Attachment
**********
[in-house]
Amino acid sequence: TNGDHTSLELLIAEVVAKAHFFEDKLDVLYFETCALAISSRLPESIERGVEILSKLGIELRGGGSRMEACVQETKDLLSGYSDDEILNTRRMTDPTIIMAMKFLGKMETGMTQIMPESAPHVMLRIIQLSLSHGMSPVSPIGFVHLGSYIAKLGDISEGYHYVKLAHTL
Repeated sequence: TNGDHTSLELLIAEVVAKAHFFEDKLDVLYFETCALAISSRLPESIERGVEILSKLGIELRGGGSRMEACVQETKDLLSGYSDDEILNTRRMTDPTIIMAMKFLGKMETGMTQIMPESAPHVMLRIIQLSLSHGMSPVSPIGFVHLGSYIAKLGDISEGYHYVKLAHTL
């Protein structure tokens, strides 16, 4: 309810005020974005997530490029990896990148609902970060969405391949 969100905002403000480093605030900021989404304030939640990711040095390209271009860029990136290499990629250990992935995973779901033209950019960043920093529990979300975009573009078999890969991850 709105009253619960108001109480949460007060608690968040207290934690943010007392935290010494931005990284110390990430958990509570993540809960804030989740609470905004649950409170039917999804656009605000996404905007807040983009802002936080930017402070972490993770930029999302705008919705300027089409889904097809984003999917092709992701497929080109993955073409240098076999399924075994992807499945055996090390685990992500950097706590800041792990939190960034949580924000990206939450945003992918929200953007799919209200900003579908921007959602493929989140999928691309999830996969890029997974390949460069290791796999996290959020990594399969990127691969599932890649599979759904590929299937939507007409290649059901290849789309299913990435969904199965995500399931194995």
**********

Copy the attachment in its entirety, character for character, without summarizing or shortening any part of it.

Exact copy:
[in-house]
Amino acid sequence: TNGDHTSLELLIAEVVAKAHFFEDKLDVLYFETCALAISSRLPESIERGVEILSKLGIELRGGGSRMEACVQETKDLLSGYSDDEILNTRRMTDPTIIMAMKFLGKMETGMTQIMPESAPHVMLRIIQLSLSHGMSPVSPIGFVHLGSYIAKLGDISEGYHYVKLAHTL
Repeated sequence: TNGDHTSLELLIAEVVAKAHFFEDKLDVLYFETCALAISSRLPESIERGVEILSKLGIELRGGGSRMEACVQETKDLLSGYSDDEILNTRRMTDPTIIMAMKFLGKMETGMTQIMPESAPHVMLRIIQLSLSHGMSPVSPIGFVHLGSYIAKLGDISEGYHYVKLAHTL
């Protein structure tokens, strides 16, 4: 309810005020974005997530490029990896990148609902970060969405391949 969100905002403000480093605030900021989404304030939640990711040095390209271009860029990136290499990629250990992935995973779901033209950019960043920093529990979300975009573009078999890969991850 709105009253619960108001109480949460007060608690968040207290934690943010007392935290010494931005990284110390990430958990509570993540809960804030989740609470905004649950409170039917999804656009605000996404905007807040983009802002936080930017402070972490993770930029999302705008919705300027089409889904097809984003999917092709992701497929080109993955073409240098076999399924075994992807499945055996090390685990992500950097706590800041792990939190960034949580924000990206939450945003992918929200953007799919209200900003579908921007959602493929989140999928691309999830996969890029997974390949460069290791796999996290959020990594399969990127691969599932890649599979759904590929299937939507007409290649059901290849789309299913990435969904199965995500399931194995």